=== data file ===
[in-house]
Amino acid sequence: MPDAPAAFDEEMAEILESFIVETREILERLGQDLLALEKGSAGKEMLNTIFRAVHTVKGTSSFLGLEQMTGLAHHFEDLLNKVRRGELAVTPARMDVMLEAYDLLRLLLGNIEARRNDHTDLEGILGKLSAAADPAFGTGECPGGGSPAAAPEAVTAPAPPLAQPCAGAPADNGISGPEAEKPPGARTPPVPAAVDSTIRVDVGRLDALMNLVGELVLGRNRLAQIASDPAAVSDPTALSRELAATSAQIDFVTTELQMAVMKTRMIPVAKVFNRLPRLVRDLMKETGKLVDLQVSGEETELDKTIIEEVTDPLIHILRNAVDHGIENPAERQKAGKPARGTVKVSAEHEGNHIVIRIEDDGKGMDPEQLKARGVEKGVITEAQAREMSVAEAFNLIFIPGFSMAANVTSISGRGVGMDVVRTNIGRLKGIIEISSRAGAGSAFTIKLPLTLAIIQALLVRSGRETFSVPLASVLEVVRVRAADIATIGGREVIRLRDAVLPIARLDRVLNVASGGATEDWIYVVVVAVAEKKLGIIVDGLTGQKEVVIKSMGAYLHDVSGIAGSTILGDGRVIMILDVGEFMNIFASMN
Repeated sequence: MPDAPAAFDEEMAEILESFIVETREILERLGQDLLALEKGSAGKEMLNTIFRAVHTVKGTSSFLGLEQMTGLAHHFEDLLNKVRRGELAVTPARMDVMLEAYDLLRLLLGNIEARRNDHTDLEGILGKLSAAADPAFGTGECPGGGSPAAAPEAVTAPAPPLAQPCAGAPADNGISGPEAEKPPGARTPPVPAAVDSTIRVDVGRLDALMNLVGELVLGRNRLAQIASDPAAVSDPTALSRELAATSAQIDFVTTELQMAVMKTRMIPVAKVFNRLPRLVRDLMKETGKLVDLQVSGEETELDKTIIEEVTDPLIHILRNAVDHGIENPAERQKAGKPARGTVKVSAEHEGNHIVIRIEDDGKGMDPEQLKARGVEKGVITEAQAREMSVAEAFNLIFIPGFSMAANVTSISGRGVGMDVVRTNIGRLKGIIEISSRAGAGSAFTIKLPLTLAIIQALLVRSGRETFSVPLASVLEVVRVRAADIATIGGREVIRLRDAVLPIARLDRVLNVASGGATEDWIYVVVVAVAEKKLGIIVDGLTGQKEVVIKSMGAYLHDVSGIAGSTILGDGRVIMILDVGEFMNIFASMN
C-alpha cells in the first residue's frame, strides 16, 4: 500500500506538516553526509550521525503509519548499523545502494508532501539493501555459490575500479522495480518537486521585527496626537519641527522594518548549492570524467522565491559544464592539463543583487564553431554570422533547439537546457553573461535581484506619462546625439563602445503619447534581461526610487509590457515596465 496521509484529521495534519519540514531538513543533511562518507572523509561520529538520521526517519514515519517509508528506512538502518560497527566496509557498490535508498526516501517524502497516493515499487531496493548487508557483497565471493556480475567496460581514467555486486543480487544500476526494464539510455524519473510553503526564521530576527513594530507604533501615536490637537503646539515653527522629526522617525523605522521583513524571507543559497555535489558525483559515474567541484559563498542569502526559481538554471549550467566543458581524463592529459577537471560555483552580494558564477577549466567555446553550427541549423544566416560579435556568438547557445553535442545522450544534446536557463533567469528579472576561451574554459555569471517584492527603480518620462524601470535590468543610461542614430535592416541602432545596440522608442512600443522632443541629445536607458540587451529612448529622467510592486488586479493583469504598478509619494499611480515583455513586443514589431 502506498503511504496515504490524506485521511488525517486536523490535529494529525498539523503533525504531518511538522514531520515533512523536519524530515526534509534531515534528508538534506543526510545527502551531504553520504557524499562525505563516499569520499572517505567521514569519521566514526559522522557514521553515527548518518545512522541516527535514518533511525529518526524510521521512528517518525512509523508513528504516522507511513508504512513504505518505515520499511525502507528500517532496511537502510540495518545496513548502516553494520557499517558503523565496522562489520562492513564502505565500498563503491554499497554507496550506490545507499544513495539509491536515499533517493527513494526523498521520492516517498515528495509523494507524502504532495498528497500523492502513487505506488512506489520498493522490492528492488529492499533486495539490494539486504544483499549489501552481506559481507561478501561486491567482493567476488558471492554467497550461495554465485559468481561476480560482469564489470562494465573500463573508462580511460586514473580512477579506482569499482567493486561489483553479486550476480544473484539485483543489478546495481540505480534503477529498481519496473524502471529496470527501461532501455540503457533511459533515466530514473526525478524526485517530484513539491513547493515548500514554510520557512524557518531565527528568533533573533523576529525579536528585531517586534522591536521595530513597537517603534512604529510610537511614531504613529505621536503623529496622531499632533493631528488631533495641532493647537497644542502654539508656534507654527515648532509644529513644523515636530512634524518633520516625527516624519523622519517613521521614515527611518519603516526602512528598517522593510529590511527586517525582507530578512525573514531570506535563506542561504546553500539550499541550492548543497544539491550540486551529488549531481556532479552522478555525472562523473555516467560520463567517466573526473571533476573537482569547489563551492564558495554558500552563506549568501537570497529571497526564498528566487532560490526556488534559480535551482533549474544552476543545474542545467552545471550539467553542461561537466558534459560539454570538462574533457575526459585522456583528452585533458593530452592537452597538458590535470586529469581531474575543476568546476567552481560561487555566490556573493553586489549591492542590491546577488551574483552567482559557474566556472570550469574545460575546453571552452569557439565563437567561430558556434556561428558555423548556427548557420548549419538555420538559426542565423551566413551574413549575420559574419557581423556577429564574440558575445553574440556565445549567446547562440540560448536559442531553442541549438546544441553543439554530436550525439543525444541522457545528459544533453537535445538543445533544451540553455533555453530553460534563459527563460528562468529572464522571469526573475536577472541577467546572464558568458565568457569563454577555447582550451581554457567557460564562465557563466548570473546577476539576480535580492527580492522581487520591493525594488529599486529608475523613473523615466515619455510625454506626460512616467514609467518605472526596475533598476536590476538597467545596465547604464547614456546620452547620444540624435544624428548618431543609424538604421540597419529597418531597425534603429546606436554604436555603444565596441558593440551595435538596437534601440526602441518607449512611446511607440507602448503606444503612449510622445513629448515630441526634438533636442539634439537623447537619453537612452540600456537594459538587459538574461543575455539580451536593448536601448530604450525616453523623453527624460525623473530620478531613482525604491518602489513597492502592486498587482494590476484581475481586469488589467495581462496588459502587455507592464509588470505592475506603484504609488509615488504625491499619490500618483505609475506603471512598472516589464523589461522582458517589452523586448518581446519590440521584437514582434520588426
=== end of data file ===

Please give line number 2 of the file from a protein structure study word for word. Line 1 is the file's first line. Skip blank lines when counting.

Amino acid sequence: MPDAPAAFDEEMAEILESFIVETREILERLGQDLLALEKGSAGKEMLNTIFRAVHTVKGTSSFLGLEQMTGLAHHFEDLLNKVRRGELAVTPARMDVMLEAYDLLRLLLGNIEARRNDHTDLEGILGKLSAAADPAFGTGECPGGGSPAAAPEAVTAPAPPLAQPCAGAPADNGISGPEAEKPPGARTPPVPAAVDSTIRVDVGRLDALMNLVGELVLGRNRLAQIASDPAAVSDPTALSRELAATSAQIDFVTTELQMAVMKTRMIPVAKVFNRLPRLVRDLMKETGKLVDLQVSGEETELDKTIIEEVTDPLIHILRNAVDHGIENPAERQKAGKPARGTVKVSAEHEGNHIVIRIEDDGKGMDPEQLKARGVEKGVITEAQAREMSVAEAFNLIFIPGFSMAANVTSISGRGVGMDVVRTNIGRLKGIIEISSRAGAGSAFTIKLPLTLAIIQALLVRSGRETFSVPLASVLEVVRVRAADIATIGGREVIRLRDAVLPIARLDRVLNVASGGATEDWIYVVVVAVAEKKLGIIVDGLTGQKEVVIKSMGAYLHDVSGIAGSTILGDGRVIMILDVGEFMNIFASMN